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Climatic response of thermally coupled solar water splitting in Antarctica

  • Hydrogen is a versatile energy carrier. When produced with renewable energy by water splitting, it is a carbon neutral alternative to fossil fuels. The industrialization process of this technology is currently dominated by electrolyzers powered by solar or wind energy. For small scale applications, however, more integrated device designs for water splitting using solar energy might optimize hydrogen production due to lower balance of system costs and a smarter thermal management. Such devices offer the opportunity to thermally couple the solar cell and the electrochemical compartment. In this way, heat losses in the absorber can be turned into an efficiency boost for the device via simultaneously enhancing the catalytic performance of the water splitting reactions, cooling the absorber, and decreasing the ohmic losses.[1,2] However,integrated devices (sometimes also referred to as “artificial leaves”), currently suffer from a lower technology readiness level (TRL) than the completely decoupled approach.

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Document Type:Conference Object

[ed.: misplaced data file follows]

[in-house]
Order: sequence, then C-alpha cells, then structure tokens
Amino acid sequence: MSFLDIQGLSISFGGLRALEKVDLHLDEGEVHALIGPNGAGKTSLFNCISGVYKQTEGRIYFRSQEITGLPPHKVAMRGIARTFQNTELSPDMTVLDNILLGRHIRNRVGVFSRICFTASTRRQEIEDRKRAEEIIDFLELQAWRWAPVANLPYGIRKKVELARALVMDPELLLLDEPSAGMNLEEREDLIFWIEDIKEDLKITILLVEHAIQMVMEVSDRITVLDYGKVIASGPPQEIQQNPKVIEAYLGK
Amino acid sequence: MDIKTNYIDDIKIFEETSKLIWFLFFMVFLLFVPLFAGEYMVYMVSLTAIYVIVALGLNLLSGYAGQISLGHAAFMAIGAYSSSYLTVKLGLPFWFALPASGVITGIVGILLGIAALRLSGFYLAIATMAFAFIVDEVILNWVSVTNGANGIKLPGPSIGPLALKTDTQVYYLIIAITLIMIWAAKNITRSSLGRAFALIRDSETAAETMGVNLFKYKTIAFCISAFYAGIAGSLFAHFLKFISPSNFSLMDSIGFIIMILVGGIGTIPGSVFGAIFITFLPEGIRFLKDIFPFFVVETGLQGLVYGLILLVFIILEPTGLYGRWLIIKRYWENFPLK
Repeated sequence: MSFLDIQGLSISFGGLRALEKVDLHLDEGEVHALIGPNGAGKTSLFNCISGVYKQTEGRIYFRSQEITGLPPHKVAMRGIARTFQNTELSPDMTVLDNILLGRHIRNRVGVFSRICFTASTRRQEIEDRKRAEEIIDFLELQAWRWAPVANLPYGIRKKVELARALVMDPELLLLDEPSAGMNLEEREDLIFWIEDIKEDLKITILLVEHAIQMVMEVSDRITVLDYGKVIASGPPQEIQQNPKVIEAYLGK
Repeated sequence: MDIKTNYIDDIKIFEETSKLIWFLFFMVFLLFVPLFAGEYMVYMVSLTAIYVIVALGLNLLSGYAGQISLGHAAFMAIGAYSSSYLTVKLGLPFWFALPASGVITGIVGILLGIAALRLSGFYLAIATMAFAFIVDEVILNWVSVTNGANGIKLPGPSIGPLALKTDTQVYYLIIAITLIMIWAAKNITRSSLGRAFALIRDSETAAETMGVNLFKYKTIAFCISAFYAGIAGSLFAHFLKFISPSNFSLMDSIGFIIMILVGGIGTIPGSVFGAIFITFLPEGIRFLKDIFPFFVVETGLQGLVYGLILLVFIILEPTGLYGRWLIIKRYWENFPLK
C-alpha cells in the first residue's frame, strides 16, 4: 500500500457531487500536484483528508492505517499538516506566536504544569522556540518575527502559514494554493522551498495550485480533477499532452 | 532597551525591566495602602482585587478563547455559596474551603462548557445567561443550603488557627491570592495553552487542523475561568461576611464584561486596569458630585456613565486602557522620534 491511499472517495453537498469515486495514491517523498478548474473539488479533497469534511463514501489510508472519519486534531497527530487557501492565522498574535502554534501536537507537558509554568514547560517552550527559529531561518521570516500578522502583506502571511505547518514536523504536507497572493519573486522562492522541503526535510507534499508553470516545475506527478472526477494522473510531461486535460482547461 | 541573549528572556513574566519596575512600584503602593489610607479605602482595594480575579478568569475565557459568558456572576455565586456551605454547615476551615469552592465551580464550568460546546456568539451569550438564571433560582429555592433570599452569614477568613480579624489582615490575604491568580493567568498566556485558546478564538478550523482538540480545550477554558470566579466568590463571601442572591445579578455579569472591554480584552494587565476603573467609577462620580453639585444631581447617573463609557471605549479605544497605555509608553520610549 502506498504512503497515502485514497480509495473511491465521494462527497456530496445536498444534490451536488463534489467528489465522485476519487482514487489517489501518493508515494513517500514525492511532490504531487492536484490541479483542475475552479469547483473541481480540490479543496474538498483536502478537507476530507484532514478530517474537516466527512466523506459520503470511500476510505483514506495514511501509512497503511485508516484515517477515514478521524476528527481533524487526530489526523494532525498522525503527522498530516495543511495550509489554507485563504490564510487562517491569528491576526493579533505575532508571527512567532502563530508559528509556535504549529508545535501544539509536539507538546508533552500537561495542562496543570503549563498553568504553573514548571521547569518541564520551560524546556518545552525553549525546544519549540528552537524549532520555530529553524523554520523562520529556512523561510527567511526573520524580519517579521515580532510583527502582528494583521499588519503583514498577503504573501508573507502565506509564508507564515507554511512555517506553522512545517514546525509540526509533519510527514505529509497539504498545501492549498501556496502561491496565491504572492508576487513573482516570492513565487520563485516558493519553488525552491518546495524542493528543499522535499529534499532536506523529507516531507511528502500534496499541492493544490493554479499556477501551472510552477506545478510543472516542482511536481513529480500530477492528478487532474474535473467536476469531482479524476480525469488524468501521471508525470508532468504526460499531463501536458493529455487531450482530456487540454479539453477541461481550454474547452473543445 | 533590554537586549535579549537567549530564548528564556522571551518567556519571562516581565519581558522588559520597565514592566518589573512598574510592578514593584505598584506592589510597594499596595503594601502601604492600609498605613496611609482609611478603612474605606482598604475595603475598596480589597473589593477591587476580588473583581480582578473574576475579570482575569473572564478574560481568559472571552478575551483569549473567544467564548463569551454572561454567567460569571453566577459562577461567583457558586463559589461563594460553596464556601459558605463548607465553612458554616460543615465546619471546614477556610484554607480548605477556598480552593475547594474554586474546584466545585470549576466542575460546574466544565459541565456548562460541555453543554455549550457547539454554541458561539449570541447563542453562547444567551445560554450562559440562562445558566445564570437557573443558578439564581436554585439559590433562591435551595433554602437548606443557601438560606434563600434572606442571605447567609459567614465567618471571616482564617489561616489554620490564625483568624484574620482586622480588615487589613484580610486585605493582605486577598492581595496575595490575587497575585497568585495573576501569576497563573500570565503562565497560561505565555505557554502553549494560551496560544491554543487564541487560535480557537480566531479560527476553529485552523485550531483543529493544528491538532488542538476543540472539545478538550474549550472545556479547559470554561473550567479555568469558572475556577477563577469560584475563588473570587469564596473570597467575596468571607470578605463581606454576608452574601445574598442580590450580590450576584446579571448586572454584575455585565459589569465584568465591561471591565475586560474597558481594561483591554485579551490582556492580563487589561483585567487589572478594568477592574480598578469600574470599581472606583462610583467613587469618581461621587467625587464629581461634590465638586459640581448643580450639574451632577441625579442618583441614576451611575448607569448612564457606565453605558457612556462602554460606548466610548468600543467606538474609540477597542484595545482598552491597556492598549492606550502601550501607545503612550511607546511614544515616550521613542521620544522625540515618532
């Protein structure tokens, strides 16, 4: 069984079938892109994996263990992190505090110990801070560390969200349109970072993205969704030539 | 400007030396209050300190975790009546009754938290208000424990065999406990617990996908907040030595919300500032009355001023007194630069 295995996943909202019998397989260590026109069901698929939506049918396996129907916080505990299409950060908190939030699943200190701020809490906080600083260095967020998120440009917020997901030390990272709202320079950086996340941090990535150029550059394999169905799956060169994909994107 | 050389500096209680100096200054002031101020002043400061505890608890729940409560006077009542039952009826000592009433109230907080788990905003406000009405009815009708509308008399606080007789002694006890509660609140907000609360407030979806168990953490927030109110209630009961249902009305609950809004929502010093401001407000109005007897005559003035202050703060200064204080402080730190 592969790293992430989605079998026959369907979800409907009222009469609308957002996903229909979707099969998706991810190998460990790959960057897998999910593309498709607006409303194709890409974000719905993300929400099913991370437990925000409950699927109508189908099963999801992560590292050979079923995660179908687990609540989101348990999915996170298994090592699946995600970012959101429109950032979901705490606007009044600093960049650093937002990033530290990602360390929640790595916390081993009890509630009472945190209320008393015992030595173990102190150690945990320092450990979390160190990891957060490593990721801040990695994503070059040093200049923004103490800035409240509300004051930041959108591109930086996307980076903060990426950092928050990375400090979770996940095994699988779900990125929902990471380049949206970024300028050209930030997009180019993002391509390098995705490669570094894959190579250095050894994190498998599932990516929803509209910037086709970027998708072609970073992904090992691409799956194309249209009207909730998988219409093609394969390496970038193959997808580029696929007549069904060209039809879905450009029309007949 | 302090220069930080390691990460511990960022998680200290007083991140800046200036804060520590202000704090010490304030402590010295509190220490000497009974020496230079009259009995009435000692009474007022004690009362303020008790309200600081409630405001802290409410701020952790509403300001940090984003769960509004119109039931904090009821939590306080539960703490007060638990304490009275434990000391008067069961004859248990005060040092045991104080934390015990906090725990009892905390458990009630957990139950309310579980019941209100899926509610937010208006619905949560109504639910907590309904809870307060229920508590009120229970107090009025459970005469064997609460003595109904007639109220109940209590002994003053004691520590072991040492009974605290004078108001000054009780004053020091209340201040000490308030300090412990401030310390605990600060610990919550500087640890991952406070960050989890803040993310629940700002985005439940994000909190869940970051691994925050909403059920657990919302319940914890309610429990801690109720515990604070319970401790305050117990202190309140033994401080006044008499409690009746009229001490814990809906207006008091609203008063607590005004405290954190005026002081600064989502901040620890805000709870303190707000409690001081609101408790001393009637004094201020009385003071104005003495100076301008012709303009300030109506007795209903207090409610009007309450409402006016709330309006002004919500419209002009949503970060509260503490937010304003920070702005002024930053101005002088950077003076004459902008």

Author:Moritz Kölbach, Oliver Höhn, James Barry, Manuel Finkbeiner, Kira Rehfeld, Matthias M. May
Parent Title (English):EGU General Assembly 2022, Vienna, Austria, 23–27 May 2022
Article Number:11608
First Page:11608
Publisher:Copernicus GmbH
Publishing Institution:Hochschule Bonn-Rhein-Sieg
Date of first publication:2022/03/28
Copyright:© Author(s) 2022. This work is distributed under the Creative Commons Attribution 4.0 License.
Departments, institutes and facilities:Internationales Zentrum für Nachhaltige Entwicklung (IZNE)
Dewey Decimal Classification (DDC):5 Naturwissenschaften und Mathematik / 55 Geowissenschaften, Geologie / 551 Geologie, Hydrologie, Meteorologie
Entry in this database:2022/04/22
Licence (German):License LogoCreative Commons - CC BY - Namensnennung 4.0 International